A History of Piracy in the Caribbean: Part 3


Check out part 1 and part 2.

England, until the mid-sixteenth century, was Spain’s strongest ally. The friendship between the two countries, however, ended with the death of Mary Tudor in 1558 and “the accession to the throne of Elizabeth I.” Under Elizabeth I, England became a Protestant nation. Queen Elizabeth firmly maintained it was England’s God given right to have a share in the wealth of Spanish America. Every attempt the Queen made to secure friendly trading relations with Spain ended on the brink of disaster. As a result, her attitude towards Spain became bitter.

Throughout the reign of the Tudors, English sailors and merchants engaged in small-scale raids in the Caribbean, not funded by the English crown. Their aim was purely out of individual interests for personal wealth and profit. Under Elizabeth I, piracy became a national business. It was one which attracted Protestant men from other parts of Western Europe. “Between 1568 and 1572 French and Dutch Protestant privateers went into partnership with England’s West Country pirates.”

One of the most notorious pirates of the era was Sir Francis Drake. He was most renowned for his skills as a seaman and privateer. In 1572, Elizabeth I granted him a commission to sail over the Atlantic, plunder Caribbean and coastal villages, and bring the booty back to the English court. Drake’s voyage almost ended in disaster. More than half his men, including his brother, died from disease and injuries in the swampy jungles of the Panama. His dismal expedition made a drastic improvement when he and his men came across a mule train stacked with bars of silver and gold. Drake, with the help of his remaining crew captured it, violently seizing all of the precious metal from the helpless Spanish merchants. This expedition earned him a title and immense fortune when he returned to England. His success on this commission also earned him the firm respect and backing of the Queen. Elizabeth granted Drake a second commission, and in 1577, he sailed once again across the Atlantic with the intention of sailing through the straight of Magellan in Southern Chile.

It took him sixteen days to sail through the Magellan straight before he entered the Pacific Ocean. Drake then sailed up the Coast of Southern America, ruthlessly attacking Spanish merchant ships. He took more than half of all precious metals and other exotic goods from these ships. His ship, the Golden Hind nearly sank underneath the heavy weight of the gold and silver bars, gems and minted Spanish coins. Even after throwing half of his booty into the ocean to keep his ship afloat, Drake still “yielded a 4,700 per cent profit.”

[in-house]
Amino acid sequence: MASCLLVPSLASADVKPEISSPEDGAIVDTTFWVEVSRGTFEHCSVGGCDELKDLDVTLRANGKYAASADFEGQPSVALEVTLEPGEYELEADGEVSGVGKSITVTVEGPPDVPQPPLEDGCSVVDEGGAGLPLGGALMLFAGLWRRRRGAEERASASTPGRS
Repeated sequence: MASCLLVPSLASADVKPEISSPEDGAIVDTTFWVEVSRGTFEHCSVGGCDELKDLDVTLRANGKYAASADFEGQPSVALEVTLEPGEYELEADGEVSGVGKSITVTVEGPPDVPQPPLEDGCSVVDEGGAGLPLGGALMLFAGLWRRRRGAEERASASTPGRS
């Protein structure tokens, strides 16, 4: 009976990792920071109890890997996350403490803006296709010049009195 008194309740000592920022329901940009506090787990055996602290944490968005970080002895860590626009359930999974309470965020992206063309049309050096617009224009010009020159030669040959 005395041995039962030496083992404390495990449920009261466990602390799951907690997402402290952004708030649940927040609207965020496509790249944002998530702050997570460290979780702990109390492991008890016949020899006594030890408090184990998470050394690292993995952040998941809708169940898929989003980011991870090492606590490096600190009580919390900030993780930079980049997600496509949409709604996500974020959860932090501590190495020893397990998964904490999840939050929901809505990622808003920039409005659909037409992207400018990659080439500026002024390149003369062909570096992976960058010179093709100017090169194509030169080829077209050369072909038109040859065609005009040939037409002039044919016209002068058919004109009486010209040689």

When Drake arrived in Plymouth Harbour, his ship filled with treasure and spices, he was welcomed by the Queen with a huge public celebration. She gave him royal approval for his piratical activities in Spain’s imperial waters by knighting him on board the Golden Hind. This greatly encouraged many common English sailors who sailed for the Caribbean in increasing numbers. Of course, not all sailors were sanctioned by the crown. Much like the pirates of the Tudor era, these men were attracted to the precious metals and other treasures of Spanish America. They were determined to obtain a significant portion of this wealth for themselves.

As the seventeenth century progressed, piracy in the Caribbean increasingly became an individual business not sanctioned by the crown. This form of piracy reached its zenith in the last decade of the seventeenth century and in the first quarter of the eighteenth century. Piracy declined throughout the late eighteenth and early nineteenth centuries with the development of steam engines and the growth of the British and American navies. Piracy, however, did not vanish altogether. In recent times, a number of cargo vessels have been the target of modern-day pirates. Piracy in the Caribbean still continues today but is most prevalent in the “waters off Indonesia and Somalia.” It is highly doubtable if piracy will ever end. It will last as long as people continue to create new and criminal ways of obtaining economic wealth without having to work for it.

Sources

A Brief History of Piracy on The History Channel Website, http://www.history.com

Cawthorne, Nigel. A History of Pirates: Blood and thunder on the high seas. London; Toronto: Arcturus Publishing Limited, 2003.

Koeller, David W, “The Treaty of Tordesillas: 1494” in the Central and South America
Chronology (1998) http://www.thenagain.info/WebChron/Americas/Tordesillas.html
Accessed 29 July, 2008.

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